Max’s Time To Go

After reading yesterday’s “06880” post about the final days of Max’s Art Supplies, local artist Miggs Burroughs hustled down to the store he’s loved for so many years.

He wanted the iconic Karron’s Jewelry clock, rescued once from another Westport store and long a symbol of the famed art store.

He was just a minute late. Sherri Wolfgang — a close friend — had already bought it. She told Miggs she’d wanted it since she was 8 years old, and bought her first sketch pad at Max’s.

“At least I got to take this historic photo with Shirley Mellor, Rita Ross Englebardt, Jay Cimbak, Nina Royce and Sherri, who was in tears the whole time,” Miggs says. “It was very emotional moment for everyone.”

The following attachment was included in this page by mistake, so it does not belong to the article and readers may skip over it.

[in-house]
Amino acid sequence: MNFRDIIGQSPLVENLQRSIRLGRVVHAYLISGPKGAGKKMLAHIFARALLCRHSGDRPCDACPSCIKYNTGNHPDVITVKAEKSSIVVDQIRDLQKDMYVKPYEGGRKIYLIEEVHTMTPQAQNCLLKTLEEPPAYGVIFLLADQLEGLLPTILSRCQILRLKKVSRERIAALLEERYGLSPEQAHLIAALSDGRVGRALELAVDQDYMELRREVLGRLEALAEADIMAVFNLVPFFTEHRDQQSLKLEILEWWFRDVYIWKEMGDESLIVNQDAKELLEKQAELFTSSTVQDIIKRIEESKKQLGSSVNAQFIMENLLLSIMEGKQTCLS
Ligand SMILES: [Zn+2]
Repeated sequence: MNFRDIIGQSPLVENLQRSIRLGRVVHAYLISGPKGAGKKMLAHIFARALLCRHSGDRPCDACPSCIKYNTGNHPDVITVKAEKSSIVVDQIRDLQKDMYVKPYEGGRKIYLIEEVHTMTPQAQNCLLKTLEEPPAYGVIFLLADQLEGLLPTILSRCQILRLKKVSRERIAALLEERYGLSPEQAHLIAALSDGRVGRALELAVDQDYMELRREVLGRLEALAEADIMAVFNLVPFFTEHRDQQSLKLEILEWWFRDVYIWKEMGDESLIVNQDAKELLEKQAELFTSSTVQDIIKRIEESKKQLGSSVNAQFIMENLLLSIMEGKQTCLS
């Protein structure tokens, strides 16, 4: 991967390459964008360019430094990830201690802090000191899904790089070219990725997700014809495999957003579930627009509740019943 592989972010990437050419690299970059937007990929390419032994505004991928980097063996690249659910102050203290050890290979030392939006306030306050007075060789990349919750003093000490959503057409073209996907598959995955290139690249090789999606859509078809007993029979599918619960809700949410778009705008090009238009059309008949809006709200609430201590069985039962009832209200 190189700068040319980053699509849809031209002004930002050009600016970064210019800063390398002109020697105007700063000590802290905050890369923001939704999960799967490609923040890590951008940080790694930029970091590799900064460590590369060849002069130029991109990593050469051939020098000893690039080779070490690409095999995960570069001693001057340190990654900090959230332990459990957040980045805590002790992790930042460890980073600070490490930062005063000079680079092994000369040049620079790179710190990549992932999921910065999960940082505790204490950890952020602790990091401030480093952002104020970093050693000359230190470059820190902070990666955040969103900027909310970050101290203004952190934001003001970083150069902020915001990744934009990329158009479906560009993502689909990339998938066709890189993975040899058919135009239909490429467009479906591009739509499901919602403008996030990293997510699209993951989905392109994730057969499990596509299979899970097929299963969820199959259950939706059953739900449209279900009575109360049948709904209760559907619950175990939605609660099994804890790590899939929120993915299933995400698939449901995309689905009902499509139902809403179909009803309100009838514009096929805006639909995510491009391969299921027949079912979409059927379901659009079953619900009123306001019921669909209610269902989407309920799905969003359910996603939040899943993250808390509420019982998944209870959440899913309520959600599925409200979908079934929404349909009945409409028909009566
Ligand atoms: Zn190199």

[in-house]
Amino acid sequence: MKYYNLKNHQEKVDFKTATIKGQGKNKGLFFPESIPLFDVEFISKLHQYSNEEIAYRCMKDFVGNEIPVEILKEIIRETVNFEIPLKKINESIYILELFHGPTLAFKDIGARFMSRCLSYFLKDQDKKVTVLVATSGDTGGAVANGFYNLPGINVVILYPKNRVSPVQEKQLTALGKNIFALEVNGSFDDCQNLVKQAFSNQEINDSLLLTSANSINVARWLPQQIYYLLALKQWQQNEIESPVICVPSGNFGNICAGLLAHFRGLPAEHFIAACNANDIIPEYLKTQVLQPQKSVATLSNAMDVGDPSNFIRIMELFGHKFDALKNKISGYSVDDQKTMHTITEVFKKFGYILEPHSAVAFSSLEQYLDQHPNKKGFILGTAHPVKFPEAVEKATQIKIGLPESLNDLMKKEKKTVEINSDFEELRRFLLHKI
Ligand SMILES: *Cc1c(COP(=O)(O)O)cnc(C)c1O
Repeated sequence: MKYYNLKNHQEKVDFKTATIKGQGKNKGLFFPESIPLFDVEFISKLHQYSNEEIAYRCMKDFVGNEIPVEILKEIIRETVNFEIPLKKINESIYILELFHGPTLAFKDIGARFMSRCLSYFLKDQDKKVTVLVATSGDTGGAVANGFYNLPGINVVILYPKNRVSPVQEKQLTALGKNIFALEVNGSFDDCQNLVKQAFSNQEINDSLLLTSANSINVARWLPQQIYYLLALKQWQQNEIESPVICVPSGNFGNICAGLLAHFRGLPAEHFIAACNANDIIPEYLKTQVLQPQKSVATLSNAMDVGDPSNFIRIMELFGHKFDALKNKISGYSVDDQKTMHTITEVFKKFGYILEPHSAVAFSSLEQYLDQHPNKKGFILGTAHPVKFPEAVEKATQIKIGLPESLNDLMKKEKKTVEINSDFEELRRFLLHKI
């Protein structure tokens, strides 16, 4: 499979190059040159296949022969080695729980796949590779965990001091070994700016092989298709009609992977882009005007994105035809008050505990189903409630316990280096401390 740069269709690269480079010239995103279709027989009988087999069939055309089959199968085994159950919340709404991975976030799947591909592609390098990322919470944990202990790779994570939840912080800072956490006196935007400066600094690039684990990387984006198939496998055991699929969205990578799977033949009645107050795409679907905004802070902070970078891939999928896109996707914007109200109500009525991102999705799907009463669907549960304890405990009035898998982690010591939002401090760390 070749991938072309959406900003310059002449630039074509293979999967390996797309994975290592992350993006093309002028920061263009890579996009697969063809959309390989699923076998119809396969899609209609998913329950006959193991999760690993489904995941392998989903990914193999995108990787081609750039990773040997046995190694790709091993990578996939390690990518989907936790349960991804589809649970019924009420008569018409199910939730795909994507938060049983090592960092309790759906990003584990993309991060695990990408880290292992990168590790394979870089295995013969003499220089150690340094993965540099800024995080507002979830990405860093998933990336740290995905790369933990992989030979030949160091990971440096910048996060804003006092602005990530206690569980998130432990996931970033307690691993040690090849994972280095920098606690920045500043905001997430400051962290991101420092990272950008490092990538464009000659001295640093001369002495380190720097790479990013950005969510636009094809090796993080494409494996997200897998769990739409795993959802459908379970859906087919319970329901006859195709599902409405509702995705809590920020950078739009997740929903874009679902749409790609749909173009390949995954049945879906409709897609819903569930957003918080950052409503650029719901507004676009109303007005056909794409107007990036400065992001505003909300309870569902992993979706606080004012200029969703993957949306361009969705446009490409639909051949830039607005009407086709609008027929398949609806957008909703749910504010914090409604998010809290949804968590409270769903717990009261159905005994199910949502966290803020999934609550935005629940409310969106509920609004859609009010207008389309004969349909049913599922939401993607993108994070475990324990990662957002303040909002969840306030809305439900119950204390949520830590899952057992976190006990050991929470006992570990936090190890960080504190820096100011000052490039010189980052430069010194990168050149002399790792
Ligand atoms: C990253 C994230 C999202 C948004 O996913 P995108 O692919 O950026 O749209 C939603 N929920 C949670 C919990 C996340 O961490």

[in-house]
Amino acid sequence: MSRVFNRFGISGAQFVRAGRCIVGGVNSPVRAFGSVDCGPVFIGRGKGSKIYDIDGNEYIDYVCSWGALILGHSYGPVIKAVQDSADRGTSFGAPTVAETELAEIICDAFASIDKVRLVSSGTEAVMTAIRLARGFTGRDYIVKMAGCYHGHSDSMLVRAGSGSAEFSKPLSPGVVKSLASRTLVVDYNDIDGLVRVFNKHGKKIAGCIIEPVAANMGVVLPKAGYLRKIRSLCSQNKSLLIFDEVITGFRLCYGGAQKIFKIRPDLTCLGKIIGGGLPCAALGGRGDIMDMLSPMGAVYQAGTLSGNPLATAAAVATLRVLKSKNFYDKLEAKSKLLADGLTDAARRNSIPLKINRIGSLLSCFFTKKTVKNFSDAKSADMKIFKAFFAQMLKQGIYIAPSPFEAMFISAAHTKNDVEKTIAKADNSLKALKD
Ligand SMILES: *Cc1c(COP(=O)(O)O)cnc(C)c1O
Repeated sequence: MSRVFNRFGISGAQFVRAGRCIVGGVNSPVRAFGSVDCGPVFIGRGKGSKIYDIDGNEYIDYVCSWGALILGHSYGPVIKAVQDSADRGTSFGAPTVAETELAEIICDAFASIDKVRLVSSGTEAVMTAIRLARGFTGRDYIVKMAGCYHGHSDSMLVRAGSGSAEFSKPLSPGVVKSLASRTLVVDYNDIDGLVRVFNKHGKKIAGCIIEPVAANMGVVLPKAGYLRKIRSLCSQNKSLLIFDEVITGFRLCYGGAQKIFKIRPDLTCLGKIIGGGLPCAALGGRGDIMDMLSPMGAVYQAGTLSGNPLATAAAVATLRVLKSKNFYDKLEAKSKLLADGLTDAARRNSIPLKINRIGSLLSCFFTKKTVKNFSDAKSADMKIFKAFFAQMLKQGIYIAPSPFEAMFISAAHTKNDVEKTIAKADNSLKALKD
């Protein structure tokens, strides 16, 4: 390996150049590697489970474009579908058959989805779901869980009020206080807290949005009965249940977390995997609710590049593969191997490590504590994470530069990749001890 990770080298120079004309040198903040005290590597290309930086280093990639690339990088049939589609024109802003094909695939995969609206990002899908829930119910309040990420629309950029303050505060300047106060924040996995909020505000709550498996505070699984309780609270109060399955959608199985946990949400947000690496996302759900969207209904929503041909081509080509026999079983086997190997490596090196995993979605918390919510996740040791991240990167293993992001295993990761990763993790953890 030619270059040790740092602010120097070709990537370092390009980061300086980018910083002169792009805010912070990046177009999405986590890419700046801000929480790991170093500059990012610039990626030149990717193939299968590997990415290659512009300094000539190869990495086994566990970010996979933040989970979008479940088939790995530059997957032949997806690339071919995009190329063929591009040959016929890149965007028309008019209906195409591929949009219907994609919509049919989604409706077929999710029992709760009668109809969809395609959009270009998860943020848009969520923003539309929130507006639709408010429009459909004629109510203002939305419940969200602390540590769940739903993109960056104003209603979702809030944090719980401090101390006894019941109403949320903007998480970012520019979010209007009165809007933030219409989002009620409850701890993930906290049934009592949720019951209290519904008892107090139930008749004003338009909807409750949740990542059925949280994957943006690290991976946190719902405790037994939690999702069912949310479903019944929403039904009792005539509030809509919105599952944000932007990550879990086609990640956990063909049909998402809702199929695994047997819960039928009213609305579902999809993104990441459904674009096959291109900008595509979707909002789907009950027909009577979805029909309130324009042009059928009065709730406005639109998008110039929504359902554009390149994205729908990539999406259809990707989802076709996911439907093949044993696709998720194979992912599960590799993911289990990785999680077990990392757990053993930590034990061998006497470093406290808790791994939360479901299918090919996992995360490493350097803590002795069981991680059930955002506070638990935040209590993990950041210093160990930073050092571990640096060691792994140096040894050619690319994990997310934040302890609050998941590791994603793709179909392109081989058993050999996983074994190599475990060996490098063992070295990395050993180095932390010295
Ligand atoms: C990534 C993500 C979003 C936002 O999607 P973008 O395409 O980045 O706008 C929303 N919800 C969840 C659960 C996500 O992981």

The clock and (from left) Nina Royce, Rita Ross Englebardt, Sherri Wolfgang, Shirley Mellor, Jay Cimbak.

The clock and (from left) Nina Royce, Rita Ross Englebardt, Sherri Wolfgang, Shirley Mellor, Jay Cimbak. (Photo/MIggs Burroughs)

 

Sand And Silt In The Saugatuck River

Last week, alert — and environmentally conscious — “06880” reader Scott Smith stood at Parker Harding Plaza and looked at the Saugatuck River.

It was low tide. Very low tide.

(Photo/Scott Smith)

(Photo/Scott Smith)

He was amazed at how much gravel and fill has been deposited on the upstream side of the bridge, and how shallow this section of the tidal river has become. He knows the muck continues all the way further downstream.

Scott says: